Pepco Required to Provide Smart Meter 'Opt-Out' Plan

Just what the opt-out option will be is still undecided, according to the Maryland Public Service Commission.


Marylanders less-than-thrilled at the thought of having smart meters in their homes might appreciate news from the Maryland Public Service Commission on Monday: The commission is requiring Pepco to give customers an alternative to smart meters—devices that send radio signals about a household’s electricity usage to Pepco.

Just what that alternative will be is not yet settled, but the commission has narrowed the list down to two "opt-out" options:

  1. Either allow customers to retain their current analog meters (which are not smart meters and which must be manually read each month), or
  2. Give customers the option of having their smart meters "installed to operate in an 'RF-free' or near RF-free manner," according to Maryland Public Service Commission Order No. 85294, issued Monday.

The commission will be holding proceedings to determine which alternative should go into effect, but in the meantime, Pepco customers who previously told the utility company that they did not want smart meters on their properties (this was allowed via an interim order from the commission in May) "need not take any additional action at this time," the order stated.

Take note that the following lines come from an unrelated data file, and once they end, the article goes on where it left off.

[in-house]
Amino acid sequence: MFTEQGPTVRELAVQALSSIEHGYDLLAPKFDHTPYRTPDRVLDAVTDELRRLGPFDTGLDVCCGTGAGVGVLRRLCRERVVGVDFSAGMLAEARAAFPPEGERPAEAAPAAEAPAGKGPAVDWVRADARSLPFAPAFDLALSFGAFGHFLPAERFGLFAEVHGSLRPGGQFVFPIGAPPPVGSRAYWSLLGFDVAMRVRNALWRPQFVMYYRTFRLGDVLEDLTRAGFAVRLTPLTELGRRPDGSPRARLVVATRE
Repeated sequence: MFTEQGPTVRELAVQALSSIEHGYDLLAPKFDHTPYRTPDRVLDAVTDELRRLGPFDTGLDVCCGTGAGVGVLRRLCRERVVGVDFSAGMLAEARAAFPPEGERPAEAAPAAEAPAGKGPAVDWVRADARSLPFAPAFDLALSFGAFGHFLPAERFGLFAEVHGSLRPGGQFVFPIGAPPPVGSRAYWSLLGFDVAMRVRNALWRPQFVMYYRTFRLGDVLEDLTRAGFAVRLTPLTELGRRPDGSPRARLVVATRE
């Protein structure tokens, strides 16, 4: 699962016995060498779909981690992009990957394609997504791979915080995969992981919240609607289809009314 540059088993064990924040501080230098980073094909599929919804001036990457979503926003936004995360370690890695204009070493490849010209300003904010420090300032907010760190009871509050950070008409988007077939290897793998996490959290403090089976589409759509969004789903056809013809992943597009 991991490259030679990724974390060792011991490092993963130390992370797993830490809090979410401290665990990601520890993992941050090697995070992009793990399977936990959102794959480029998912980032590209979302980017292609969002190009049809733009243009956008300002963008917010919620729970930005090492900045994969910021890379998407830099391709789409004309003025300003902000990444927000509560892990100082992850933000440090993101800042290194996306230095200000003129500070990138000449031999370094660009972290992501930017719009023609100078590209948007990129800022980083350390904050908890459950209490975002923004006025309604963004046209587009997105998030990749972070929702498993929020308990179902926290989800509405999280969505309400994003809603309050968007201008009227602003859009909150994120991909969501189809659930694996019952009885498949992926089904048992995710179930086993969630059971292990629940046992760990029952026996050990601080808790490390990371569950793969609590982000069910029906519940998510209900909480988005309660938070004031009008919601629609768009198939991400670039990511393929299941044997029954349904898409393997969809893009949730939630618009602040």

Many customers have voiced concern over radiofrequency (RF) radiation emitted by the smart meters, Patch reported last year.

Pepco began installing the smart meters in Maryland in June, and by the end of that month, more than 200 Marylanders had asked Pepco not to install the new meters on their properties, Patch reported.

The alternative is likely to present additional costs to Pepco. Customers selecting whichever opt-out option is ultimately chosen by the commission will need to "bear appropriate costs," the order added.

The costs associated with opting out of the smart meter installation or with receiving an "RF-free" or "near RF-free" smart meter could include (according to the commission's Monday order):

  • Costs to pay staff to manually read analog meters or perform other related services.
  • Costs associated with a dual billing system.
  • Costs associated with creating an "augmented customer education plan."
  • Costs for system modifications.

The commission has asked Pepco to provide a list of the additional costs associated with the opt-out options and a proposal for recovering these additional costs from customers. Cost estimates and a cost recovery proposal are due to the commission by July 1.

Once the opt-out option and its associated costs have been determined, "all ratepayers will have the opportunity to provide their utility with their final decision," the commission added.

Have you requested or will you be requesting a smart meter alternative? If so, why? Do you have health concerns about the smart meters? Tell us in the comments.


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